CIOs are still divided on whether the cost benefits of using open source software in a business IT infrastructure outweigh the risks.
Just this week Unilever said it has ditched a three-year plan to migrate its global IT infrastructure to a Linux platform, citing security issues, support costs and a competitive comeback from proprietary software vendors – though open source will be used in some instances.
silicon.com’s 12-strong CIO jury user panel was split almost down the middle when asked if open source is any less attractive as an enterprise IT option than it was two years ago, with seven saying yes and five saying no.
Kirk Downey, CTO at Centrica, welcomed the influence the open source movement has had in forcing a new agenda based on competitiveness and interoperability but said there are still issues around compatibility with installed bases of legacy applications.
“At Centrica, although we have never formally committed to an ‘open source’ strategy, we continue to assess all possible technologies and investments against the value these can unleash for our business and shareholders. Why wouldn’t we consider all possibilities the market has to offer, given parity in commercial criteria?” he asked.
But Ian Cohen, IT director at the Financial Times, said: “Competitive pricing of Unix environments, particularly with the emergence of Fujitsu as a highly credible alternative to Sun, combined with the growing maturity of virtualisation technologies in the Wintel space, is making open source a less attractive proposition for enterprise solutions.”
Mark Devine, IT director at accountancy body Acca, said the cost savings through moving to Linux can only really be achieved if you are coming from a high price point to begin with and said re-training, integration, user resistance and support are still barriers to adoption for many organisations.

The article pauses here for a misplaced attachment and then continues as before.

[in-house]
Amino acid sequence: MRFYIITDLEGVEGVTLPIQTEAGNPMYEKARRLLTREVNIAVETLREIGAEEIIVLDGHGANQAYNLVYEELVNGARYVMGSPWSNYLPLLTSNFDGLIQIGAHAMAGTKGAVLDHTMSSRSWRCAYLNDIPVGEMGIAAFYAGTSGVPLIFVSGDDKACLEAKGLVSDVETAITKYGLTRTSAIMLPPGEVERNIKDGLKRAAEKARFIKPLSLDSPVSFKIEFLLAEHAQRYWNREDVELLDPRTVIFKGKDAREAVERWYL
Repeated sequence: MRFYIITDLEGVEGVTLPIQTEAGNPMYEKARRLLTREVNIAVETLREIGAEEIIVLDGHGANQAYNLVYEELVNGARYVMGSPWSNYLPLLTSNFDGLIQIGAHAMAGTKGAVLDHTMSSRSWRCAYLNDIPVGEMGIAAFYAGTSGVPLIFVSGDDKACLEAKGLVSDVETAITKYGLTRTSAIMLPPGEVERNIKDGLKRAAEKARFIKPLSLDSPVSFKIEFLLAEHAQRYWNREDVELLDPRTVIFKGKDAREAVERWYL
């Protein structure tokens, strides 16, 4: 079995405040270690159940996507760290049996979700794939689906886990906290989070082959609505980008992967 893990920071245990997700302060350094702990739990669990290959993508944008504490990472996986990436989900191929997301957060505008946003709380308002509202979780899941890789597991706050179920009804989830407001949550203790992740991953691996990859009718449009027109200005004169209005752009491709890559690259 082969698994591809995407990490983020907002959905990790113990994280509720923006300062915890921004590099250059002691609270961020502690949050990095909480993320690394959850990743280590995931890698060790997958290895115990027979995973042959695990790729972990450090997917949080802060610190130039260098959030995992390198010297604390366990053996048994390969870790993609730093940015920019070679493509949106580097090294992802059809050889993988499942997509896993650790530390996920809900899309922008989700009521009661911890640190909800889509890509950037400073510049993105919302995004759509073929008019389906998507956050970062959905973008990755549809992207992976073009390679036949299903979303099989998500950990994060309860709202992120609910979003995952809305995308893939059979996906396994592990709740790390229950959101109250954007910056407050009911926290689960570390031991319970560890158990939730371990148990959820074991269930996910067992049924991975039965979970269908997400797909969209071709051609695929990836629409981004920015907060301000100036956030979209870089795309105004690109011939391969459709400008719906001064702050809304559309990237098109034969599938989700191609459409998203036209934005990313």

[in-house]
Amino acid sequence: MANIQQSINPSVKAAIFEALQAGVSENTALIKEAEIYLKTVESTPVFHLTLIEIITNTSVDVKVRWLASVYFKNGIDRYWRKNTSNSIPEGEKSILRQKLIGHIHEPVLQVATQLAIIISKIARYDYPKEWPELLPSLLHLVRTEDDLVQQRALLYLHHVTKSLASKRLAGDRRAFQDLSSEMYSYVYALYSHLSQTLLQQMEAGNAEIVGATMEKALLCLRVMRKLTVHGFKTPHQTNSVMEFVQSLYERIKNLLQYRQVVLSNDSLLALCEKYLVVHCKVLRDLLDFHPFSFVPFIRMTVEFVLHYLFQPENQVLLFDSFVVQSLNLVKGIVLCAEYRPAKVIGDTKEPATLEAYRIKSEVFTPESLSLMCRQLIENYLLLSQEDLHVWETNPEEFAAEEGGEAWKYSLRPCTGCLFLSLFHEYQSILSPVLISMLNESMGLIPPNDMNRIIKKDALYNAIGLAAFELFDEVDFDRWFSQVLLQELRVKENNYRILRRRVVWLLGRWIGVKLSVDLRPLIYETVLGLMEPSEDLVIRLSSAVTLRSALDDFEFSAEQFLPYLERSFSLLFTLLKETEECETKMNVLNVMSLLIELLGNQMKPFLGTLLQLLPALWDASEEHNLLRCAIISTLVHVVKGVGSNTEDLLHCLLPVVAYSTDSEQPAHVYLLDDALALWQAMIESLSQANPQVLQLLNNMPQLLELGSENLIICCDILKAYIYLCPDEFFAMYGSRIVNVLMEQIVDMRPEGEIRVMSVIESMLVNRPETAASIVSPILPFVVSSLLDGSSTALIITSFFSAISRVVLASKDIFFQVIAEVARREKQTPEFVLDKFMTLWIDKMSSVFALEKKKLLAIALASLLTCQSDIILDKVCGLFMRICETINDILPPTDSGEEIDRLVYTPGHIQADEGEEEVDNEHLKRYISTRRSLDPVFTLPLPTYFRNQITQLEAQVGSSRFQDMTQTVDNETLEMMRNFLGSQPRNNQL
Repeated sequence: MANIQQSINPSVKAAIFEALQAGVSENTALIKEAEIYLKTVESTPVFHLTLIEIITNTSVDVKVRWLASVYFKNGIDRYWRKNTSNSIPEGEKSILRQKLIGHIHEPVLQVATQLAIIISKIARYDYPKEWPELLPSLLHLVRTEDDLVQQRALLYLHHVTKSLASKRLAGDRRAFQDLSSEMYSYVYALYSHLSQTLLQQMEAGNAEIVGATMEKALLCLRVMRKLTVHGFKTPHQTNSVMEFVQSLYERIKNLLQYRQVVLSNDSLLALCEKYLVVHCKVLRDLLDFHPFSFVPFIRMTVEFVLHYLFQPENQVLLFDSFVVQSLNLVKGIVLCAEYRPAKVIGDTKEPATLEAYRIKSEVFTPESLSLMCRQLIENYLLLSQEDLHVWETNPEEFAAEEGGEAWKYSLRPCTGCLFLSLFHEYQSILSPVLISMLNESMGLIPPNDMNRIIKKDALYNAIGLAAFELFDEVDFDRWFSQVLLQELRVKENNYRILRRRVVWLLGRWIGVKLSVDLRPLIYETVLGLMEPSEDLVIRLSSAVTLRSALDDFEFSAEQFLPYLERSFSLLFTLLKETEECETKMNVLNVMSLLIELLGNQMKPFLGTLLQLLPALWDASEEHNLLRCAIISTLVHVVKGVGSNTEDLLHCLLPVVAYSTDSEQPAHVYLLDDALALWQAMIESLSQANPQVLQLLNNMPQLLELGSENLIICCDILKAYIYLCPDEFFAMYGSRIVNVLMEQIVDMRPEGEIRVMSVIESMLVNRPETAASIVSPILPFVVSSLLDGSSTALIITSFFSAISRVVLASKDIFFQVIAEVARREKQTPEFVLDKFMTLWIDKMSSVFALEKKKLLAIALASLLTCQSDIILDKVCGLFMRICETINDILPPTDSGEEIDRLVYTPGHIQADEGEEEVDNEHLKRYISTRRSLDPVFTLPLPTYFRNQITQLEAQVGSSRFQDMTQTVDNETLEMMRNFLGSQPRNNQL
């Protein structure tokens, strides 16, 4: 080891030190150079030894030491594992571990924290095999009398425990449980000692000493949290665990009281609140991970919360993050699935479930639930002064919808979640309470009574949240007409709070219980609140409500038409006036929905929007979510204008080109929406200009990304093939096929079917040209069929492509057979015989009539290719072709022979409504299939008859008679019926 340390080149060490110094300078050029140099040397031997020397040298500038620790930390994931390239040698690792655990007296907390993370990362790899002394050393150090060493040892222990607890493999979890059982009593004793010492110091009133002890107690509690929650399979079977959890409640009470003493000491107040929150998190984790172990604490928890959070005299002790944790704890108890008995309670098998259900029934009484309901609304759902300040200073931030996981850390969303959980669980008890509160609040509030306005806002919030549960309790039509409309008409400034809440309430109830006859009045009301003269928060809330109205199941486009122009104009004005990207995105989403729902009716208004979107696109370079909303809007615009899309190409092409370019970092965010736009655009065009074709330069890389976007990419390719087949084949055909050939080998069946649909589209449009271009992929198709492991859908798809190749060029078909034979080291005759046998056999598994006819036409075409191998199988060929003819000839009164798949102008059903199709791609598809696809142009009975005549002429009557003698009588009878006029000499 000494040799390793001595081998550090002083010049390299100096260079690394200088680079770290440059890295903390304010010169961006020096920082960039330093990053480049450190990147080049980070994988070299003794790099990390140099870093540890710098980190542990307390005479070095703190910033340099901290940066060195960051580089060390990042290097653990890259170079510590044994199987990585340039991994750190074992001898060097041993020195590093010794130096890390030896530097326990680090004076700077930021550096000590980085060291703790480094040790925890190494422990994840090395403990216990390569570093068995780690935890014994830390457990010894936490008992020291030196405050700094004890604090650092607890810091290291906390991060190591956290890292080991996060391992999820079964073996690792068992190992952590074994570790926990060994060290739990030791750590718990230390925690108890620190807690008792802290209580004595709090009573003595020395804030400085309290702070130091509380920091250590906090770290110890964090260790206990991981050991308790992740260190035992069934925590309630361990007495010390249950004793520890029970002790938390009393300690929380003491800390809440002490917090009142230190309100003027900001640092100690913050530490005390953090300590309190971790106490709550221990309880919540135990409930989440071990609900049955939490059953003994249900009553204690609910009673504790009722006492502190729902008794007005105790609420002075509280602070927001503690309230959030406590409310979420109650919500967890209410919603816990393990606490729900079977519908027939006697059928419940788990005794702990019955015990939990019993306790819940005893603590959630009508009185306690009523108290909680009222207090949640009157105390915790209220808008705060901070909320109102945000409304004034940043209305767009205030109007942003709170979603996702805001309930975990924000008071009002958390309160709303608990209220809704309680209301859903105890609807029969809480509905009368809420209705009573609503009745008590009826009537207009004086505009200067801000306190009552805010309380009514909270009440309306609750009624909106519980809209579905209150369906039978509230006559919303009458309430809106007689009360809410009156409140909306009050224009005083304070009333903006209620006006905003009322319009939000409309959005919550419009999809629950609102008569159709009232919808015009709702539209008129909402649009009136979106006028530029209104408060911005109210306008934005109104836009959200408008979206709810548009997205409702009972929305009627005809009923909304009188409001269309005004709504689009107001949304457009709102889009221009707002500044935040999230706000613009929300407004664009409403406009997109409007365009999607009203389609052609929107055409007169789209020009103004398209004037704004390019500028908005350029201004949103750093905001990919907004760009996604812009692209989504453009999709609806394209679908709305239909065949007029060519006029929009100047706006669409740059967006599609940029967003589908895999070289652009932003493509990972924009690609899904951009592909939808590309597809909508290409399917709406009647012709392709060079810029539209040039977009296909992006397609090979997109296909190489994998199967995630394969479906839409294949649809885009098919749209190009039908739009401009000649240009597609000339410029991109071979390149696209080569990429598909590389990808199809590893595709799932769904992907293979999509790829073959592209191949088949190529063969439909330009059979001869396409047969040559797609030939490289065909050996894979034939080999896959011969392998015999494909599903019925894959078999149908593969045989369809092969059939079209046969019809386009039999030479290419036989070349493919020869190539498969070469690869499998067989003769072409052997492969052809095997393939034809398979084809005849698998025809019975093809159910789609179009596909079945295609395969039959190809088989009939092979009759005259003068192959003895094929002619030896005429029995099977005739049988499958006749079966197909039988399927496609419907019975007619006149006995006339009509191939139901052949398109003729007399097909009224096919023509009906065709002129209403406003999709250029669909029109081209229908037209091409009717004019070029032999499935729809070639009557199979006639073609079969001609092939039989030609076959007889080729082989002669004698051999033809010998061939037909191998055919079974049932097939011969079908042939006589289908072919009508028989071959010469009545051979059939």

“Unless the benefits of open source are so significant nobody is going to remember that you saved the company 50 pence if two years later IT becomes a constraint on the company moving forward,” he said.
The models for open source and proprietary products may be different but the total costs are not, according to Gavin Whatrup, IT director at Delaney Lund Knox Warren & Partners.
“IT leaders are probably realising that to really benefit from open source you have to be a part of it, and that takes a significant investment in both time and risk, which respectively we don’t have and find hard to justify,” he said.
One who has invested time in open source is JP Rangaswami, global CIO at investment bank Dresdner Kleinwort Wasserstein, who said open source will continue to be attractive not because of the price but because of the flexibility, adaptability and mobility it provides.
“Free as in freedom, not free as in gratis. Democratised innovation is not an option. It is the only option and it is the only way,” he said.
Rob Neil, head of ICT, Ashford Borough Council, said simply that the hype has disappeared and open source is now being looked at in the same way as other enterprise solutions on a more level playing field than two years ago.
Today’s CIO Jury was…
Steve Anderson, European IT partner, Davis Langdon
Ian Cohen, IT director, Financial Times
Mark Devine, IT director, ACCA
Kirk Downey, CTO, Centrica
James Findlay, head of ICT, Maritime & Coastguard Agency
John Keeling, director of computer services, John Lewis Partnership
Andrew Leaning, IT director, Dod’s Parliamentary Communications
Rob Neil, head of ICT, Ashford Borough Council
Simon Norbury, head of ICT, Westminster City Council
John Odell, IT director, BBA Group
JP Rangaswami, global CIO, DrKW
Gavin Whatrup, IT director, DLKW & Partners
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